Thursday, September 10, 2015

Winey Tasting Notes: Two Canadian Unoaked Chardonnays, Eh?

Our view looking south.
OK I couldn't resist the "eh" in the title of this review. And it's meant with absolutely no disrespect at all to our neighbors up north. The Winey Family loves Canada. We have spent many, many happy times up there and this year was no exception.

The Winey Hubby and his family have been going to a small beach in Ontario for a LONG time. Before the Winey Hubby was born, actually. It's that kind of a family institution for them, and this year, we did the math and figured out that the family has owned this little patch of heaven for 95 years. We're gearing up for a big bash for the centennial in 2020, by the way.

Winey Daughter and Dog with our
houses in the background. 
The beach town is called Ipperwash. I don't know why. It just is. And when anyone around here says "the beach" we know just what they are talking about. (This is sort of like when I say "the shore"and everyone knows I am referring to my beloved Jersey shore.) It's located on sands of Lake Huron. Our little compound consists of three buildings that between them, can house 6 families. Or as we like to say, "the cousins," because over the years, as children marry and families grow, we have just started calling each other cousins. One of said cousins can actually figure out all the first, seconds, thirds and removeds.....but my mind can't handle that.
Our view looking north. 

The fact that the beach is in Canada has opened up a whole new world of wines for me over the years, and I decided that it was high time I started to write about some of them. So here we go.

It was so nice and hot up at the beach this year that I decided to sip on some lovely white wines. I love unoaked Chardonnays, and I picked two of them to try first. Boy, were they different.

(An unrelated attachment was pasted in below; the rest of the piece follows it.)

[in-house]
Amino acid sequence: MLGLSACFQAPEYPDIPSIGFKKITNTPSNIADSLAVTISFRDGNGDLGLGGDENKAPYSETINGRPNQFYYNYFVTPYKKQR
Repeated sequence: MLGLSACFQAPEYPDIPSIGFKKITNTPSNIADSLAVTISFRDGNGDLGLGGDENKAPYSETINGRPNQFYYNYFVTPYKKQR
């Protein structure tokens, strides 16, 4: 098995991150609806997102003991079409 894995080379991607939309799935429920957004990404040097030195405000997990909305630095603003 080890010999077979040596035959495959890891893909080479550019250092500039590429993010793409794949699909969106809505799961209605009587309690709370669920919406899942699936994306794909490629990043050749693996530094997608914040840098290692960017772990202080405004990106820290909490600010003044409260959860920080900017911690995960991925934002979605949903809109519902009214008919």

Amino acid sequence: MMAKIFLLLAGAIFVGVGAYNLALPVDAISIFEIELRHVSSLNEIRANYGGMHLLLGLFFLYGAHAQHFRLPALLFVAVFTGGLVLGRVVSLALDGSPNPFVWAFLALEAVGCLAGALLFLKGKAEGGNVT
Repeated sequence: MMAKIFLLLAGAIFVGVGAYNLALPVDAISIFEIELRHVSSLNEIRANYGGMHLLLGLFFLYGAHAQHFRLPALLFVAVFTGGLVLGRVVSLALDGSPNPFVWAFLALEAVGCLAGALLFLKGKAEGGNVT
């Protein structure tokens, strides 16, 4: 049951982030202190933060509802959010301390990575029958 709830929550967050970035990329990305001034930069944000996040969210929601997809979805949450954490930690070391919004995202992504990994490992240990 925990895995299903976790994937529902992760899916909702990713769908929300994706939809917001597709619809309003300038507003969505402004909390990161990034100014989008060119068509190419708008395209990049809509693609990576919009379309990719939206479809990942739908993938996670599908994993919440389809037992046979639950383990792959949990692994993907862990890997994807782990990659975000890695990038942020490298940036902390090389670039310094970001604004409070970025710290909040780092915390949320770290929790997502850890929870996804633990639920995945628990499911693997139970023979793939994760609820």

20 Bees Unoaked Chardonnay (2014, Ontario, 12%) had a cute label. No judging, it was the beach after all. And a very good price, which was $9.95 Canadian, which at the time, translated to about $6.95 American. I would like to add here that such conversion only works on currency. I had a birthday while we were at the beach, and trying to convert my age to Canadian only got me laughed at. Back to the wine: 20 Bees comes from the Diamond Estate Winery over in Niagara-on-the-Lake, one of our all time favorite places to visit, by the way. This wine is best served very, very cold, because 1) It was hot and 2) the flavors really came out the more it chilled. The nose is of faint pear and yellow apples. The flavors were pear, and some very mellow, gold apple. It ended slightly tart green apples and nutmeg. These bees felt round and full in the mouth, too. This was a great unoaked Chardonnay! The grapes really shone on this one, no wood barrels needed here. And yes, you still got that little bite of warm nutmeg spice at the end of it. Well done, bees, well done.

Moving on, also from the Diamond Estates Winery, I tried the $13.95 (Canadian) EastDell Unoaked Chardonnay (2013, Niagara Peninsula, 12.5%). The nose on this wine was ripe pears and some vanilla pudding. The flavors were pear, red apple, nutmeg and it finished off with some sour apple. Would I compare it to 20 Bees? Nope. Because while 20 Bees felt round and full in mouth, EastDell just felt thick and flabby. No sharpness to the taste all....and it was too "cloying" for my taste buds to enjoy.

So while these were two unoaked Chards, they were very very different in taste. The grapes for 20 Bees were from all over Ontario, while the EastDell grapes were from Niagara. The tasting notes for the wines said that the 20 Bees were fermented in stainless steel for 12 days...but the EastDell spent 8 months fermenting. So I can assume that the vineyard location and the length of fermentation both made a big difference to my taste buds here. While one was lively and tasty, the other was just thick and flabby.

I really don't mind when I get a wine I don't like...at least once I get past the whole bummed out thing...because with each wine I don't like, I learn so much more about the ones I do.

If you get the chance, and you are in Ontario, go with the 20 Bees. If you can't visit, learn from my experience that not all unoaked Chardonnays will be to your taste. If you're in a restaurant, ask for a little taste first. If you are in a wine store, check with The Winey Mom first to see if I've tried it (shameless little plug) and if not, talk to the folks who work there. It'll help you choose a zesty unoaked Chard instead of a dud.

Cheers!

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